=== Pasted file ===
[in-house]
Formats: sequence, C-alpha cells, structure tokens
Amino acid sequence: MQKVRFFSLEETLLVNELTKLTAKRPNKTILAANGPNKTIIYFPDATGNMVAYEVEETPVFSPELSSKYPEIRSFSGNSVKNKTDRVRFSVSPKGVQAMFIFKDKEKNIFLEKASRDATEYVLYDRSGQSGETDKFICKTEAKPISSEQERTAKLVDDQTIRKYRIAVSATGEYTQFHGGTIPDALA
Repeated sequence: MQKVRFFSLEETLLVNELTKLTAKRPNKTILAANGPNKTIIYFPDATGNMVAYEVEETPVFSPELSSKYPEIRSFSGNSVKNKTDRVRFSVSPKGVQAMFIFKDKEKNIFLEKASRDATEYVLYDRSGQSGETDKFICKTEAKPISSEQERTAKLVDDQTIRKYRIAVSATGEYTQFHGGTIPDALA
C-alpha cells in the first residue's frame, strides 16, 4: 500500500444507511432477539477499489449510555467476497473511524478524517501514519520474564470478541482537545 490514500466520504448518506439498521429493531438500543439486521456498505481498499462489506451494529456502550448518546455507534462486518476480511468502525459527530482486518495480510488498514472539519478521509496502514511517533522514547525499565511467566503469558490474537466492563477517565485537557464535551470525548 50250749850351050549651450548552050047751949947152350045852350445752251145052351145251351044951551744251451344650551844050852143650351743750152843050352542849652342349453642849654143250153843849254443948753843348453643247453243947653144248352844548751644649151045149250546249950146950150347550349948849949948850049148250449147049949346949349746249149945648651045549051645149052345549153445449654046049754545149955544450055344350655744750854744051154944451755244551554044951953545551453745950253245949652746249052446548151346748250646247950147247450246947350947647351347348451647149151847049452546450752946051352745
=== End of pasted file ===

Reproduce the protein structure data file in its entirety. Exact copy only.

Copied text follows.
[in-house]
Formats: sequence, C-alpha cells, structure tokens
Amino acid sequence: MQKVRFFSLEETLLVNELTKLTAKRPNKTILAANGPNKTIIYFPDATGNMVAYEVEETPVFSPELSSKYPEIRSFSGNSVKNKTDRVRFSVSPKGVQAMFIFKDKEKNIFLEKASRDATEYVLYDRSGQSGETDKFICKTEAKPISSEQERTAKLVDDQTIRKYRIAVSATGEYTQFHGGTIPDALA
Repeated sequence: MQKVRFFSLEETLLVNELTKLTAKRPNKTILAANGPNKTIIYFPDATGNMVAYEVEETPVFSPELSSKYPEIRSFSGNSVKNKTDRVRFSVSPKGVQAMFIFKDKEKNIFLEKASRDATEYVLYDRSGQSGETDKFICKTEAKPISSEQERTAKLVDDQTIRKYRIAVSATGEYTQFHGGTIPDALA
C-alpha cells in the first residue's frame, strides 16, 4: 500500500444507511432477539477499489449510555467476497473511524478524517501514519520474564470478541482537545 490514500466520504448518506439498521429493531438500543439486521456498505481498499462489506451494529456502550448518546455507534462486518476480511468502525459527530482486518495480510488498514472539519478521509496502514511517533522514547525499565511467566503469558490474537466492563477517565485537557464535551470525548 50250749850351050549651450548552050047751949947152350045852350445752251145052351145251351044951551744251451344650551844050852143650351743750152843050352542849652342349453642849654143250153843849254443948753843348453643247453243947653144248352844548751644649151045149250546249950146950150347550349948849949948850049148250449147049949346949349746249149945648651045549051645149052345549153445449654046049754545149955544450055344350655744750854744051154944451755244551554044951953545551453745950253245949652746249052446548151346748250646247950147247450246947350947647351347348451647149151847049452546450752946051352745